FIG. 7 illustrates a fourth alternative wafer drying apparatus 330, which is capable of multiple wafers 342 simultaneously. A large immersion vessel 336, having side walls 332 and a bottom wall 334, contains rinsing liquid 338. The immersion vessel 336 may optionally have intermediate walls 335 between the wafers 340. Multiple wafers 342 are supported by wafer supporting members 342, which are in turn connected to supporting links 344 that descend from actuators 345. The wafers 342 are illustrated in a position where they have just started to be extracted from the rinsing liquid 338. Extraction of all of the wafers 340 may or may not be synchronized. As each wafer 340 is extracted, it is irradiated with radiant energy provided by lamps 350. In this embodiment, each of the lamps 350 is advantageously angled slightly toward the corresponding wafers 340 along each wafer-liquid interface 339.
Simultaneously with this extraction and irradiation, gas is delivered against each wafer 340 along the wafer-liquid interface 339, from gas supply lines 352, gas valves 354, and gas nozzles 356. The gas valves 354, which are connected to the controller 360, regulate the flow of gas. The controller 360 also controls the actuators 345 and lights 350. To reduce cost and complexity, fewer gas valves 354 may be used to control the gas delivery if appropriate gas piping is provided. As few as one gas valve 354 may be used if extraction of each wafer 340 is synchronized. As few as one gas valve 354 per wafer 340 may be used if it is desired not to extract all of the wafers 340 together.
FIG. 8 illustrates a fifth alternative wafer drying apparatus 430 that includes the injection of a solvent vapor, such as isopropyl alcohol, to further aid the capillary drying of the wafer 440. An immersion vessel 436 having side walls 432 and a bottom wall 434 contains rinsing liquid 438 such as DI water. A wafer 440 is supported within the rinsing fluid by wafer supporting members 440, which are connected by supporting links 444 to actuators 445. The wafer 440 is illustrated as being partially extracted from the immersion vessel 436. High intensity lights 450 are positioned directly above side walls 432 to irradiate the wafer 440 as it is extracted from the immersion vessel 436 at a controlled rate by the actuators 445. Solvent vapor is injected against the wafer 440 along the wafer-liquid interface 439 to further reduce the adhesion of rinsing liquid to the wafer 440 (preferably simultaneously with the irradiation). As compared with the rinsing liquid 438, the solvent should be more volatile and have a lower surface tension, and it should also not react chemically with the wafer 440. Isopropyl alcohol is a preferable solvent. Solvent in liquid form may also be introduced to the interface, to aid in drying.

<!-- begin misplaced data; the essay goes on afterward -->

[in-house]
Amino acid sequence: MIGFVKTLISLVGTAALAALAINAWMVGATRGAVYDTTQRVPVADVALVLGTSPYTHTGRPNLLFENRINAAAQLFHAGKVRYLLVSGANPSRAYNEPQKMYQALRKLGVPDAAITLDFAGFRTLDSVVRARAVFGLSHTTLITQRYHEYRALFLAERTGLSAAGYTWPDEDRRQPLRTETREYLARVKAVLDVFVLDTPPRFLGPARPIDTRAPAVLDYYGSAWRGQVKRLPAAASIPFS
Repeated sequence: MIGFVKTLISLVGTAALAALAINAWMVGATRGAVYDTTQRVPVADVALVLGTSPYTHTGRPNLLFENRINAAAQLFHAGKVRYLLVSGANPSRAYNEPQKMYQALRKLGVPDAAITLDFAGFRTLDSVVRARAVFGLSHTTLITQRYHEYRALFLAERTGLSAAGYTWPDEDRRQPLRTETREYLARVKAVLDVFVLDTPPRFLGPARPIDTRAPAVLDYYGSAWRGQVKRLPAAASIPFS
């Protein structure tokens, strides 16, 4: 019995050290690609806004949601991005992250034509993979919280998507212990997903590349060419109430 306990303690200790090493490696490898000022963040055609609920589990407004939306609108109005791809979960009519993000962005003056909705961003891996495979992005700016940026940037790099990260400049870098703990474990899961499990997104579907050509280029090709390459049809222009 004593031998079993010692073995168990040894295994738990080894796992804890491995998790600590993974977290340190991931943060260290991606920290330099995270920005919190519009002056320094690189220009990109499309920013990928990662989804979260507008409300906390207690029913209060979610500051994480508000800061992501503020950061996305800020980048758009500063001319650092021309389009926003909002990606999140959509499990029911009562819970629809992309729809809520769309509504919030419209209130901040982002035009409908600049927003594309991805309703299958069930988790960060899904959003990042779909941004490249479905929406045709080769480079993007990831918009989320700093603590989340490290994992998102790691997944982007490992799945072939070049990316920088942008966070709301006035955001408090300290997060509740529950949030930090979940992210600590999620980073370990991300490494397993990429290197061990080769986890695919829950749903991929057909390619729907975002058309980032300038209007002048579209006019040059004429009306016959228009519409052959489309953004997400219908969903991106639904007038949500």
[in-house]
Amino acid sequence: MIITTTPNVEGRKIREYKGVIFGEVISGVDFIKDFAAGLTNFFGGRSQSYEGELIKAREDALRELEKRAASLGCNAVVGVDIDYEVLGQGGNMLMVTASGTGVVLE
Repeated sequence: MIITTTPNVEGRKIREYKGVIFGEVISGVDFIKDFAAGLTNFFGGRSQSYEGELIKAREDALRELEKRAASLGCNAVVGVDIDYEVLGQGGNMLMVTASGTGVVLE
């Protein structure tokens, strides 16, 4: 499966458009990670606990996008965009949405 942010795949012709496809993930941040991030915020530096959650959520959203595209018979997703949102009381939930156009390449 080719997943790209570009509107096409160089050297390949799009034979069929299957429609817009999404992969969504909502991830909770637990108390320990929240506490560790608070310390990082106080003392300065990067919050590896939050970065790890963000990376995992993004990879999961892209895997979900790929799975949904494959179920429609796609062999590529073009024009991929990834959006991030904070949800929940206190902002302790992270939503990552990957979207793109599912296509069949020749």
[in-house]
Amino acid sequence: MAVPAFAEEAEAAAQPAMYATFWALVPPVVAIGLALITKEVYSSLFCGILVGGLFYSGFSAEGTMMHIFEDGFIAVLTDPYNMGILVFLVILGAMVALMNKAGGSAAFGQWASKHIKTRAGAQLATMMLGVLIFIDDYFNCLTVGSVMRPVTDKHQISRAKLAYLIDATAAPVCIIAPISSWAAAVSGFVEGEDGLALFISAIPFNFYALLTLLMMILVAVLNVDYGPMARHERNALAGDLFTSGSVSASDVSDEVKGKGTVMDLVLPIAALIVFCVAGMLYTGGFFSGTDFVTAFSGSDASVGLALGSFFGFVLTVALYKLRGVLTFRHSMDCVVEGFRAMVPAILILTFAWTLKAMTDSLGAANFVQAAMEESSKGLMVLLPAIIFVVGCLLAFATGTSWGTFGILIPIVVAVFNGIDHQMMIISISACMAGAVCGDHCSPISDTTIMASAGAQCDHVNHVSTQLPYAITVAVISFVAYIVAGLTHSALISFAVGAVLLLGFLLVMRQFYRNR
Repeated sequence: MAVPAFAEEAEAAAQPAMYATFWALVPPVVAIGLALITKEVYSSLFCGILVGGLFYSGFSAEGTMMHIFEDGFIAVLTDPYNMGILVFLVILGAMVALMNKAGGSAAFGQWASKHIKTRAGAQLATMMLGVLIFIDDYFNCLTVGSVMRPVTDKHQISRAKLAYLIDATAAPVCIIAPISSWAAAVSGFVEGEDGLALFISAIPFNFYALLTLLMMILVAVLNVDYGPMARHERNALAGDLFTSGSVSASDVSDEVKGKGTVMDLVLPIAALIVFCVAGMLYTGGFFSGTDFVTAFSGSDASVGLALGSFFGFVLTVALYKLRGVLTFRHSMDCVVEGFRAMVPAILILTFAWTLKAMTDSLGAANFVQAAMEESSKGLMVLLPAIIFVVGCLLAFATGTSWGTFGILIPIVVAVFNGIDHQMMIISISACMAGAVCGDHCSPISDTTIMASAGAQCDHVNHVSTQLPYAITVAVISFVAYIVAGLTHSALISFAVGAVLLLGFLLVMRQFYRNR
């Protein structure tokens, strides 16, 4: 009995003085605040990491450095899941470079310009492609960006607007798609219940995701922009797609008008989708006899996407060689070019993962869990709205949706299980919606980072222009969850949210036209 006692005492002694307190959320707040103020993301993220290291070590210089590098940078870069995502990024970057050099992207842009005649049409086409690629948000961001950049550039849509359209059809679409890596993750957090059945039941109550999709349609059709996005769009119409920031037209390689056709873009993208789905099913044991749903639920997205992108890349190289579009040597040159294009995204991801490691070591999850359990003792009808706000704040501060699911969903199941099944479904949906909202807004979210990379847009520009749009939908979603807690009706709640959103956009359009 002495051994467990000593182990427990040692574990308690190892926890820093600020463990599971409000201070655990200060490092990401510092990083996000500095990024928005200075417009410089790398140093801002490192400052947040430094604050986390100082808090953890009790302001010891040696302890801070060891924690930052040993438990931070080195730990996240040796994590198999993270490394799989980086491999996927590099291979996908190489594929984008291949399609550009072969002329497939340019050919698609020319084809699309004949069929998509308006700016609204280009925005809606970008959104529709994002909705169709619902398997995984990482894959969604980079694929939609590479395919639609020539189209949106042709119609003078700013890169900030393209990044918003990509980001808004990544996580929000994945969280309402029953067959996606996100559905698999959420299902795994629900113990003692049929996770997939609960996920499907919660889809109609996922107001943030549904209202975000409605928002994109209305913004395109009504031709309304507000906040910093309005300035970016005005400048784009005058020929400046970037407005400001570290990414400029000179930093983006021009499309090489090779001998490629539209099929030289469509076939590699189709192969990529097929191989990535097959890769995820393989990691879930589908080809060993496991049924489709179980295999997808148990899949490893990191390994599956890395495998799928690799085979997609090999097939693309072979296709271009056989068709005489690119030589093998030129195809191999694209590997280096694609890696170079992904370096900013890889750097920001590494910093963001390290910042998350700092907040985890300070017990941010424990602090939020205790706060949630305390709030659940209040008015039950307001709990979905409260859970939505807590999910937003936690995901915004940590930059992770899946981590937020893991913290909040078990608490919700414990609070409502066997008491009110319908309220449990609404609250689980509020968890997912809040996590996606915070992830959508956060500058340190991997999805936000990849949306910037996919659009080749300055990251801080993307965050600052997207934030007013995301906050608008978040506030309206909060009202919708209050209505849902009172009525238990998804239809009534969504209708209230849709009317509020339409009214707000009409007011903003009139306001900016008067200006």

The solvent is delivered to the apparatus via solvent supply lines 472 and injected against the wafer using solvent vapor injectors 474 which deliver solvent in mist form. Upon contacting the surface of the wafer 440, the solvent induces a surface tension gradient that combines with the thermal surface tension gradient induced by the high intensity lights 450 to dry the wafer 440 by capillary action. Further aiding the capillary drying process is the delivery of gas simultaneous with the controlled extraction, irradiation, and vapor delivery. The gas is delivered against the wafer 440 along the wafer-liquid boundary 439 via gas supply lines 452, gas valves 454, and nozzles 456. Multiple lights 450, vapor injectors 474, and gas nozzles 456 are preferably arranged in rows along opposite sides of the wafer 440 to distribute radiation, vapor, and gas evenly along each surface of the wafer. The addition of the solvent vapor provides advantages in the form of faster and cleaner drying of the wafer 440, but also attendant disadvantages in handling fugitive emissions. Moreover, it may be necessary to limit the surface temperature of the lights 450, by insulation or active cooling, to ensure that the solvent vapor cannot be ignited.
Though the present invention has been described in terms of certain preferred embodiments, other embodiments apparent to those skilled in the art should also be considered as within the scope of the present invention. Elements and steps of one embodiment may also readily be used in other embodiments. Substitutions of steps, devices, and materials, will be apparent to those skilled in the art, and should be considered still to be within the spirit of the invention. Accordingly, the invention should not be limited, except by the following claims, and their equivalents.